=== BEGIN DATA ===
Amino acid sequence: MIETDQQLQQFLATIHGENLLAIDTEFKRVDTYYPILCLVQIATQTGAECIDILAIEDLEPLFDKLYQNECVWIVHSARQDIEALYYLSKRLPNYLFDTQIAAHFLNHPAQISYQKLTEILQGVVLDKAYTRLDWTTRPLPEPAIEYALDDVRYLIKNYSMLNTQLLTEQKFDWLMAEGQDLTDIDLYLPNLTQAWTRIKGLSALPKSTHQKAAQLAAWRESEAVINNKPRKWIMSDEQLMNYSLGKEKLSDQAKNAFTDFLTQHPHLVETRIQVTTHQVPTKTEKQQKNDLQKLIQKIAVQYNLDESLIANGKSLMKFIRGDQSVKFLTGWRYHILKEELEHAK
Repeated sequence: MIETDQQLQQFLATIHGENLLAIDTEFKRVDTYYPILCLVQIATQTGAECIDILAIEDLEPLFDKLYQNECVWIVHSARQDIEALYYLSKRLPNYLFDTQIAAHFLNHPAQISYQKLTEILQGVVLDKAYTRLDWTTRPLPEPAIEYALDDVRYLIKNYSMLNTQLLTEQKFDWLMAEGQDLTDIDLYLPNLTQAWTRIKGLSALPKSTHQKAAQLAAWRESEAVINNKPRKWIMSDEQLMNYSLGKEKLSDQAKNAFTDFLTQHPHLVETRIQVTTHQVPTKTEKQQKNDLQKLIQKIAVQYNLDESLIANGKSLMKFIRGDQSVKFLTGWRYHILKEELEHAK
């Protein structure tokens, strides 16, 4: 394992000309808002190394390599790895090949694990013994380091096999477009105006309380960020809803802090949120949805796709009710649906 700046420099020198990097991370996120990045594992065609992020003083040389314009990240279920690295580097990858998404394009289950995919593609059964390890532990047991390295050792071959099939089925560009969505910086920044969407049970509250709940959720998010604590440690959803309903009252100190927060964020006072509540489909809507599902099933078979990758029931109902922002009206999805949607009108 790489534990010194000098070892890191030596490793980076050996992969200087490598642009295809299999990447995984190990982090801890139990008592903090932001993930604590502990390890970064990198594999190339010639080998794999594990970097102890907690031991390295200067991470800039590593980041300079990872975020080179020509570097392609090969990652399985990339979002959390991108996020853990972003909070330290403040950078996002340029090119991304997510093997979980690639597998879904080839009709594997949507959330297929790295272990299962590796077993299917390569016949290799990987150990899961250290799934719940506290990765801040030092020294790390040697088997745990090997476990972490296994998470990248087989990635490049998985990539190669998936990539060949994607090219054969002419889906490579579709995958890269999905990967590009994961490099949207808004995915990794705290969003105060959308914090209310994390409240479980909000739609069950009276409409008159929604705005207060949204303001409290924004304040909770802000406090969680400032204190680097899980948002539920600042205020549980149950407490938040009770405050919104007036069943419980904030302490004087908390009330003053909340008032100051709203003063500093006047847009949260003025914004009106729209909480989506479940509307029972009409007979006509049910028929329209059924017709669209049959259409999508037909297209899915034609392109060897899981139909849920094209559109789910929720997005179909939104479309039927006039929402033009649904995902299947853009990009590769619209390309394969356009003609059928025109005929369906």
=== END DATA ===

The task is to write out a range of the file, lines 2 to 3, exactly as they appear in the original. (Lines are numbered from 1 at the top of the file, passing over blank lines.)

Repeated sequence: MIETDQQLQQFLATIHGENLLAIDTEFKRVDTYYPILCLVQIATQTGAECIDILAIEDLEPLFDKLYQNECVWIVHSARQDIEALYYLSKRLPNYLFDTQIAAHFLNHPAQISYQKLTEILQGVVLDKAYTRLDWTTRPLPEPAIEYALDDVRYLIKNYSMLNTQLLTEQKFDWLMAEGQDLTDIDLYLPNLTQAWTRIKGLSALPKSTHQKAAQLAAWRESEAVINNKPRKWIMSDEQLMNYSLGKEKLSDQAKNAFTDFLTQHPHLVETRIQVTTHQVPTKTEKQQKNDLQKLIQKIAVQYNLDESLIANGKSLMKFIRGDQSVKFLTGWRYHILKEELEHAK
């Protein structure tokens, strides 16, 4: 394992000309808002190394390599790895090949694990013994380091096999477009105006309380960020809803802090949120949805796709009710649906 700046420099020198990097991370996120990045594992065609992020003083040389314009990240279920690295580097990858998404394009289950995919593609059964390890532990047991390295050792071959099939089925560009969505910086920044969407049970509250709940959720998010604590440690959803309903009252100190927060964020006072509540489909809507599902099933078979990758029931109902922002009206999805949607009108 790489534990010194000098070892890191030596490793980076050996992969200087490598642009295809299999990447995984190990982090801890139990008592903090932001993930604590502990390890970064990198594999190339010639080998794999594990970097102890907690031991390295200067991470800039590593980041300079990872975020080179020509570097392609090969990652399985990339979002959390991108996020853990972003909070330290403040950078996002340029090119991304997510093997979980690639597998879904080839009709594997949507959330297929790295272990299962590796077993299917390569016949290799990987150990899961250290799934719940506290990765801040030092020294790390040697088997745990090997476990972490296994998470990248087989990635490049998985990539190669998936990539060949994607090219054969002419889906490579579709995958890269999905990967590009994961490099949207808004995915990794705290969003105060959308914090209310994390409240479980909000739609069950009276409409008159929604705005207060949204303001409290924004304040909770802000406090969680400032204190680097899980948002539920600042205020549980149950407490938040009770405050919104007036069943419980904030302490004087908390009330003053909340008032100051709203003063500093006047847009949260003025914004009106729209909480989506479940509307029972009409007979006509049910028929329209059924017709669209049959259409999508037909297209899915034609392109060897899981139909849920094209559109789910929720997005179909939104479309039927006039929402033009649904995902299947853009990009590769619209390309394969356009003609059928025109005929369906």